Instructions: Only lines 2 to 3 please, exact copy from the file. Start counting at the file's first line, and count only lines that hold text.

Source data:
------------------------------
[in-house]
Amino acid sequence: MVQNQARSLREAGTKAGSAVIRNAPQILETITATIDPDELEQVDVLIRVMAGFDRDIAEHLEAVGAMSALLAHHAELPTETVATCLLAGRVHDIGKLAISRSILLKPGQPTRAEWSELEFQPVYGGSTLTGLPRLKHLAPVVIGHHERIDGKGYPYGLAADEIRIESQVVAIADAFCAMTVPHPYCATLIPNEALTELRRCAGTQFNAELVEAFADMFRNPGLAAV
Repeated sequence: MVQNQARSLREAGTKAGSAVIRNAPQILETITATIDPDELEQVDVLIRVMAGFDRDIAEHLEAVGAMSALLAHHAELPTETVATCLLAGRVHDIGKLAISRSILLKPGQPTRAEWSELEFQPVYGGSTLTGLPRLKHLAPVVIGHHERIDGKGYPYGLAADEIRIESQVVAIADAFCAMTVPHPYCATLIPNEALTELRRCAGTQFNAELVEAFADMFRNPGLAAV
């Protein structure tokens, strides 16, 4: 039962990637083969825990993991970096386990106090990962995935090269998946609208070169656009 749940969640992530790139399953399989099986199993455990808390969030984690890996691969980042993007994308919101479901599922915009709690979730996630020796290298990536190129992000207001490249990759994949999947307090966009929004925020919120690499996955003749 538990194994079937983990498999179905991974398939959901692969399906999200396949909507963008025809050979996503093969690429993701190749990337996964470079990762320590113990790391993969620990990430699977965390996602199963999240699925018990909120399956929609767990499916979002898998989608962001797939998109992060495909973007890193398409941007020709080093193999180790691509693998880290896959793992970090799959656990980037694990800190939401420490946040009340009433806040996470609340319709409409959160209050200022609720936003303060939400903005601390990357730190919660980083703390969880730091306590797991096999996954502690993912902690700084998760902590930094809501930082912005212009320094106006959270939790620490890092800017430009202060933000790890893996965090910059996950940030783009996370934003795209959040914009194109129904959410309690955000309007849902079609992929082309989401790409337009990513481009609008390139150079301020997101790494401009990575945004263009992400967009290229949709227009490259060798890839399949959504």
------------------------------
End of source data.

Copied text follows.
Amino acid sequence: MVQNQARSLREAGTKAGSAVIRNAPQILETITATIDPDELEQVDVLIRVMAGFDRDIAEHLEAVGAMSALLAHHAELPTETVATCLLAGRVHDIGKLAISRSILLKPGQPTRAEWSELEFQPVYGGSTLTGLPRLKHLAPVVIGHHERIDGKGYPYGLAADEIRIESQVVAIADAFCAMTVPHPYCATLIPNEALTELRRCAGTQFNAELVEAFADMFRNPGLAAV
Repeated sequence: MVQNQARSLREAGTKAGSAVIRNAPQILETITATIDPDELEQVDVLIRVMAGFDRDIAEHLEAVGAMSALLAHHAELPTETVATCLLAGRVHDIGKLAISRSILLKPGQPTRAEWSELEFQPVYGGSTLTGLPRLKHLAPVVIGHHERIDGKGYPYGLAADEIRIESQVVAIADAFCAMTVPHPYCATLIPNEALTELRRCAGTQFNAELVEAFADMFRNPGLAAV